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Science Tribune - Article - January 1997

http://www.tribunes.com/tribune/sel/jahn.htm

Bavaria and its salt-works in the 19th and 20th centuries


Wolfgang Jahn


Haus der Bayerischen Geschichte (For more information)Postfach 10 17 47, 86007 Augsburg, Germany
e-mail : 082132950@t-online.de. To send a message (click here)

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Salt was produced, from the Middle Ages right through into the 19th c, in way over 150 localities throughout central Europe. These included smaller works producing only a few hundred tonnes of salt per year and major salt-producing centres with an annual capacity of many thousands of tonnes. Of these works, only a few are still active today.

Today, salt in Bavaria means salt from the salt-works in Reichenhall and brine from the salt-mines in Berchtesgaden. The Reichenhall salt-works, one of the most modern salt production centres in Europe, nowadays produces way over 200,000 tonnes of salt per annum.

Salt in Bavaria - two hundred years ago - meant salt from a whole range of small salt-works sprinkled throughout Upper Bavaria, Franconia, and the Palatinate. In such localities - in Traunstein, Rosenheim, Bad Kissingen, Bad Orb, and Dürkheim - only a few scattered remains of the old salt-works have survived to bear witness to this illustrious past.

How did this development - from numerous small salt-works to just one powerful salt producing centre - actually come about ?
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The Bavarian salt-works

Before the heyday of the Bavarian salt empire, there were seven salt-works, each with its own individual history.

The Reichenhall salt-works : This is the oldest Bavarian salt-works. The history of the Reichenhall salt-works began around 700 AD, the date of the first written testimonies to salt production in this area. Reichenhall, in south-eastern Bavaria, on the national frontier to Austria, lies on top of massive salt domes which are washed out by underground water. The salt-laden water rises to the surface and reaches the light of day in the form of salt springs. This salt-water, known as brine, is collected in a man-made well.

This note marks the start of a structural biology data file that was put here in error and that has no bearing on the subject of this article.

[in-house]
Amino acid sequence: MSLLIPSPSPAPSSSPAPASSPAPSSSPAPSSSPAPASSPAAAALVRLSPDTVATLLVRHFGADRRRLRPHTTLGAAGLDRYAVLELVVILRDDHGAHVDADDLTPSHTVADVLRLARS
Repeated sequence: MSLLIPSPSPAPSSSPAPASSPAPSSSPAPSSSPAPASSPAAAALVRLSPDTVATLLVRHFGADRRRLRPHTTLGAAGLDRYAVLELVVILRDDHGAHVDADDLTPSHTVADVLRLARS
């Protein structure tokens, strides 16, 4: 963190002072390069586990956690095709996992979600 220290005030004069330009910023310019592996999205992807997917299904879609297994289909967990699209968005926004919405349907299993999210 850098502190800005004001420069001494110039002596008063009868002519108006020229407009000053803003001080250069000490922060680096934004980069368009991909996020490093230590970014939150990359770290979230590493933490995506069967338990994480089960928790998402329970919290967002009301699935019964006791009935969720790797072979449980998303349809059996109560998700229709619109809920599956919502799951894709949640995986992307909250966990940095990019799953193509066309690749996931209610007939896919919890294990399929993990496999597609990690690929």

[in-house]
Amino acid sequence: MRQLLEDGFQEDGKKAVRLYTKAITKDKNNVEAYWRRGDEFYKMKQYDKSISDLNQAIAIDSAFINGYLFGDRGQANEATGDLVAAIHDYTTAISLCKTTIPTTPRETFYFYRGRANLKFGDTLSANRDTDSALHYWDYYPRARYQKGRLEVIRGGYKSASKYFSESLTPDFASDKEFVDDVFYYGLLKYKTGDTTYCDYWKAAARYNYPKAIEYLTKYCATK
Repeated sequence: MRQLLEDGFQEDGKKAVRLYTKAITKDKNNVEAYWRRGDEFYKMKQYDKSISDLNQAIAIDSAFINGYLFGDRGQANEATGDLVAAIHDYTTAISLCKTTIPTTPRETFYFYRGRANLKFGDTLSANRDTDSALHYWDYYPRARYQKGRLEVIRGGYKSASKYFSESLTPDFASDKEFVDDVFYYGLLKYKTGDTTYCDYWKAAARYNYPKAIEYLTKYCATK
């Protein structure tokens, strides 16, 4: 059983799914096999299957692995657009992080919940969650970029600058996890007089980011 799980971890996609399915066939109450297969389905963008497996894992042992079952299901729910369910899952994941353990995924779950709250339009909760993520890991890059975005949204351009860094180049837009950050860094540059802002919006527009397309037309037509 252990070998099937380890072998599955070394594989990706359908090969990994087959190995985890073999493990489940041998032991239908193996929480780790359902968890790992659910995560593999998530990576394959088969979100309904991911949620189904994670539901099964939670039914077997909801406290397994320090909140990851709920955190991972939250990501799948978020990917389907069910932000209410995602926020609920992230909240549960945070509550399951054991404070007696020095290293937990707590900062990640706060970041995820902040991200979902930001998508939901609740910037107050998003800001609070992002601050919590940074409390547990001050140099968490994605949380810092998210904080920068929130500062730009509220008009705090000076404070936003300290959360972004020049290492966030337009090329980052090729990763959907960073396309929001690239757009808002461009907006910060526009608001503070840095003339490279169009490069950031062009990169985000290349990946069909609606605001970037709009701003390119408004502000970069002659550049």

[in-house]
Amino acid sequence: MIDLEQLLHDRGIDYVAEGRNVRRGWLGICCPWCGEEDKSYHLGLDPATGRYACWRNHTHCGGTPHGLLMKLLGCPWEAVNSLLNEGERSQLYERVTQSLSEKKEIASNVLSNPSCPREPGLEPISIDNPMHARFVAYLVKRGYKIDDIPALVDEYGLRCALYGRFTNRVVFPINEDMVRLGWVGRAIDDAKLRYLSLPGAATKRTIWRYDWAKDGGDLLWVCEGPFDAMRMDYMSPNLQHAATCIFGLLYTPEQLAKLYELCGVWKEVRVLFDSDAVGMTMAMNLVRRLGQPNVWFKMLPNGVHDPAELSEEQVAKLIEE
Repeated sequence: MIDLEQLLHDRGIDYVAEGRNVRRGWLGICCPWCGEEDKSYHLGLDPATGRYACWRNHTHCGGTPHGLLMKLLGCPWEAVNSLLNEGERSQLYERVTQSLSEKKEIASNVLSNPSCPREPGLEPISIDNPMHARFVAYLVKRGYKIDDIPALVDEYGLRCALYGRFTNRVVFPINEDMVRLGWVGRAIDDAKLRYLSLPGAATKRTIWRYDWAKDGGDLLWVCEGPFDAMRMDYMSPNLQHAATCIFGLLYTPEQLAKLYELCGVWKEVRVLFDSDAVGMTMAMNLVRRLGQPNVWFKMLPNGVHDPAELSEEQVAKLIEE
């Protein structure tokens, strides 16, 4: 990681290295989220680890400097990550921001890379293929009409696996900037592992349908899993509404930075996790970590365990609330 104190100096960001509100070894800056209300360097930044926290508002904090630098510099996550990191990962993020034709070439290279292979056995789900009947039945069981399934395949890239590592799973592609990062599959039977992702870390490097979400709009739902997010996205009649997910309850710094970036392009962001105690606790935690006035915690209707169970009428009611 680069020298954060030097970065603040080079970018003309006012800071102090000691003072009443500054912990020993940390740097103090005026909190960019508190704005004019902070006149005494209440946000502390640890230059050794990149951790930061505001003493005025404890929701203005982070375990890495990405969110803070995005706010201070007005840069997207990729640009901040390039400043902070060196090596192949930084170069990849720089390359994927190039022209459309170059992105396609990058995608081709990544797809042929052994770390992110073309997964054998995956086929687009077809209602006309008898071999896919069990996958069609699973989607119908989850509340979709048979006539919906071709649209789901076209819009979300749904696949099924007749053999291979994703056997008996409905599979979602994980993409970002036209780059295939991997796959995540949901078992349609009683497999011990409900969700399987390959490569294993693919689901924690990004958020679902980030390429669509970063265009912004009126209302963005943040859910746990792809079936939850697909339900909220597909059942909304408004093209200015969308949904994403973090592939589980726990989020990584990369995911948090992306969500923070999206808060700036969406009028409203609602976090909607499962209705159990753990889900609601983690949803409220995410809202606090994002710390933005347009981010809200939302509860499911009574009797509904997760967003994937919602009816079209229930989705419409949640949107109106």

For centuries the brine was lifted from the well by large water-driven scoop-wheels and directed to vats in the various boiling-houses. Here, in wide iron pans, the salt water was brought to the boil - a process consuming immense quantities of wood. The water contained in the solution evaporated to leave a damp mass which was then dried, filled into wooden barrels for transport, and brought by wagon to retailers and consumers.

Salt from Reichenhall went mainly to recipients in Bohemia, Württemberg, Franconia, Swabia, and Switzerland. Reichenhall salt, by virtue of its rare purity, was always in great demand. Indeed, it is to this fact that the city owes its name: "Reichen Hall" (= rich in salt).

At the beginning of the 19th c, the Reichenhall salt-works was producing some 10,000 tonnes of salt per year. Although only fifty people, working in shifts, were employed in the actual process of producing salt, several hundred workers were needed to ensure the punctual delivery of wood to keep the fires going.

The Traunstein salt-works : The need for a continuous supply of wood was the decisive factor in the foundation of the Traunstein salt-works at the beginning of the 17th c. Calculations, taking account of all the business and logistics factors involved, revealed that it was in fact cheaper to bring part of the precious salt water to the densely forested area around Traunstein rather than transporting the necessary wood to Reichenhall. A 32 km long conduit and pipe system - a construction of considerable technical sophistication - was built to convey the brine to the new boiling rooms in Traunstein. The Traunstein salt-works was thus right from the outset always dependent on the supply of salt water from Reichenhall. Its production capacity, thanks to various technical improvements, reached 10,000 tonnes per annum.